Stop press, Great Stirrup Cay now boasts a brand new eatery: Abaco Taco. Its name says it all -- it's a build-your-own taco bar. Beef, chicken or fish-filled shells can be embellished with salads and topped off by relishes such as sour cream, guacamole, salsas and the like. The challenge (near-impossible) is to eat your creation without making a mess. Happily there are plenty of napkins on hand to clean up faces and tables. We aren't particular taco fans, but these ones really hit the spot and it's no surprise that this restaurant is proving popular with cruisers.

Our advice is to enjoy tacos for an afternoon snack and then head to Jumbey Beach Grill (the main buffet) for a late lunch, because you won't want to miss out. The BBQ ribs, chicken and burgers were finger-linking, succulent and tasty -- some of the best we've ever had from an island buffet; ditto the tropical salads. Mains (we greedily had seconds) left us so full that we had to pass on dessert, but the cakes and sliced fruits looked equally appetizing.       

Thanks to its makeover, the buffet now has four lines instead of two, which means that wait times to load your plate are next to nil. Better still, there's no longer a struggle to find a table to eat at, thanks to new, expanded seating areas.

No desire to stray far from the water's edge? Fear not -- new satellite bars are scattered around the island so you can grab a burger or hot dog to take back to your beach chair.

Cabanas

We prefer keeping our toes close to the shoreline, but plenty will want to splurge on the twenty-two posh new cabanas. They're set back on a hill overlooking the two quieter beaches (Cabana and Fiesta) with a brand-new boardwalk winding past their porches. All of them were occupied the day we went, and their makeover includes new deck flooring, lounge chairs, drapes for privacy (and shade) and a large mirror to check your tan in. They accommodate between eight ($549) and ten ($599) guests and take 'private paradise' to a whole new level.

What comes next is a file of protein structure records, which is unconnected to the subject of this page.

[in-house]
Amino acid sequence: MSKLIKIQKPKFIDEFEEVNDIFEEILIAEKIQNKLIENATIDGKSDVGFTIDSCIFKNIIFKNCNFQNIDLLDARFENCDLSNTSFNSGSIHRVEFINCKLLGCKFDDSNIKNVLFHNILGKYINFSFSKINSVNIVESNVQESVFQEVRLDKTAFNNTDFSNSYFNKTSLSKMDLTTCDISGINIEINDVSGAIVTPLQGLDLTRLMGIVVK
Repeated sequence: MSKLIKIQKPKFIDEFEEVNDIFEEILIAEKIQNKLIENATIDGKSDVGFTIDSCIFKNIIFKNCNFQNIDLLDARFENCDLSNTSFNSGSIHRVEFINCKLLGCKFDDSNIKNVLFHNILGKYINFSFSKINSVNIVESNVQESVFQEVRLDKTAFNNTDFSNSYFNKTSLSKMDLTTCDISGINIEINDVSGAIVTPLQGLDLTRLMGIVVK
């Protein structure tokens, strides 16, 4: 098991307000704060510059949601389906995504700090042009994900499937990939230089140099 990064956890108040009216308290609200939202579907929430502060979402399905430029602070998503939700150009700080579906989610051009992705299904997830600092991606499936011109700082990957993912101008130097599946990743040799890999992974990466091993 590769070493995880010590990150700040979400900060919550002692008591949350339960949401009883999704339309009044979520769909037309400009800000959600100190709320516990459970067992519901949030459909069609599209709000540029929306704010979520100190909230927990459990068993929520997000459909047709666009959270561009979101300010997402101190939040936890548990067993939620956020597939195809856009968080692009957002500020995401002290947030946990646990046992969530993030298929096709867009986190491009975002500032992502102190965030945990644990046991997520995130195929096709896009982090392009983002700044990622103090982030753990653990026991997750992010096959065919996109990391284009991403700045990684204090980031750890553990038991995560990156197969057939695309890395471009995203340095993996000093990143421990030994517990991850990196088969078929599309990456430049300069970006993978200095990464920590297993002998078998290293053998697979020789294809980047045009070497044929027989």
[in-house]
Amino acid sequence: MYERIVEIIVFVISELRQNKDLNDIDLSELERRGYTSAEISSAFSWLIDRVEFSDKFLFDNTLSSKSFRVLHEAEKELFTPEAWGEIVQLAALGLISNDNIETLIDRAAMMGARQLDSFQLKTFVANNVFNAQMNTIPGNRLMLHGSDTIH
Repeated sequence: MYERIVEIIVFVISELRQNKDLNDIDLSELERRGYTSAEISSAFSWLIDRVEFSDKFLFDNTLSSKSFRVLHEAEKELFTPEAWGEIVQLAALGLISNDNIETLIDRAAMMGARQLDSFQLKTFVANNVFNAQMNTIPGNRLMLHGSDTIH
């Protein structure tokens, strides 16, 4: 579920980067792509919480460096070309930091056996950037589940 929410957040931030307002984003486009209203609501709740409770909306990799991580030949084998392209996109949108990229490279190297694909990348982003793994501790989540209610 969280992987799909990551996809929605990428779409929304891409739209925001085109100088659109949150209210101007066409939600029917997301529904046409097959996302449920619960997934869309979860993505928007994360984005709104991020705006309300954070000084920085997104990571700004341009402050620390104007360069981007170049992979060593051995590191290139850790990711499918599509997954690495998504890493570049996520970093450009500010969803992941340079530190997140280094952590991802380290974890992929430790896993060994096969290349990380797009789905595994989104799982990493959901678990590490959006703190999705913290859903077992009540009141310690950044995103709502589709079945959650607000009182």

Drinks

Beverages come with a beat, thanks to the new stage at the Bacardi Bar where the ship's DJ pumps out tracks which got us swaying every time we passed…or was that the strawberry Daiquiri working its magic? There's also a new deck terrace complete with tables and parasols so that rum cocktails can be sipped without getting sunstroke. The Lighthouse Bar (nearest our favorite Fiesta Beach) has seen a similar makeover and Bertram's Bar at the main beach now has a machine which makes slush drinks -- heaven on a hot day.

Medical Center